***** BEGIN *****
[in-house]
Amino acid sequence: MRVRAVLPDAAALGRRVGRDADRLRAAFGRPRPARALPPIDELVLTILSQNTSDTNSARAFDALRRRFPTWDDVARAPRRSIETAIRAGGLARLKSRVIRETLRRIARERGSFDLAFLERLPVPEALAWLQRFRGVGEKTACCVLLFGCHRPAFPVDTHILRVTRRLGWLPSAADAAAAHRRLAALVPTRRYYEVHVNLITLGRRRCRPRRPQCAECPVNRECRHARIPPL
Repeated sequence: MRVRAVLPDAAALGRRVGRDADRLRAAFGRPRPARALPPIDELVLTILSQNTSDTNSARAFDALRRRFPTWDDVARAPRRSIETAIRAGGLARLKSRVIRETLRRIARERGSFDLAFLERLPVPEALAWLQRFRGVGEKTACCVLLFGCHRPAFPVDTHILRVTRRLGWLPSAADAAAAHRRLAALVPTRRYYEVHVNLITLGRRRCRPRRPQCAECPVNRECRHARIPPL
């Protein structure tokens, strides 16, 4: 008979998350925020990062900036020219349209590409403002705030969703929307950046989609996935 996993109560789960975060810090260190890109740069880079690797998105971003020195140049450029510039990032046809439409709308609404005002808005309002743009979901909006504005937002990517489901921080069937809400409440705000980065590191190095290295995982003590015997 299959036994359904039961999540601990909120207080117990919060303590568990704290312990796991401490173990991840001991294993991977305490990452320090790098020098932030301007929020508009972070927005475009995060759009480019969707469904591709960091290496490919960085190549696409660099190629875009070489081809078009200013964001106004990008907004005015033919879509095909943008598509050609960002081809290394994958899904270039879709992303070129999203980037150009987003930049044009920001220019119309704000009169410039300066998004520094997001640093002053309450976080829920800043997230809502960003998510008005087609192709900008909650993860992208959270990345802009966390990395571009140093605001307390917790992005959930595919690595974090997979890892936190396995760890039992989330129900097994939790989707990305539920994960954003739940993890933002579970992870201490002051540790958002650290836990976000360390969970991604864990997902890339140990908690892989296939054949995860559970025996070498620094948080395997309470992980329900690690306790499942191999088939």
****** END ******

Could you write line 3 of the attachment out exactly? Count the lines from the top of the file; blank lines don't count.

Repeated sequence: MRVRAVLPDAAALGRRVGRDADRLRAAFGRPRPARALPPIDELVLTILSQNTSDTNSARAFDALRRRFPTWDDVARAPRRSIETAIRAGGLARLKSRVIRETLRRIARERGSFDLAFLERLPVPEALAWLQRFRGVGEKTACCVLLFGCHRPAFPVDTHILRVTRRLGWLPSAADAAAAHRRLAALVPTRRYYEVHVNLITLGRRRCRPRRPQCAECPVNRECRHARIPPL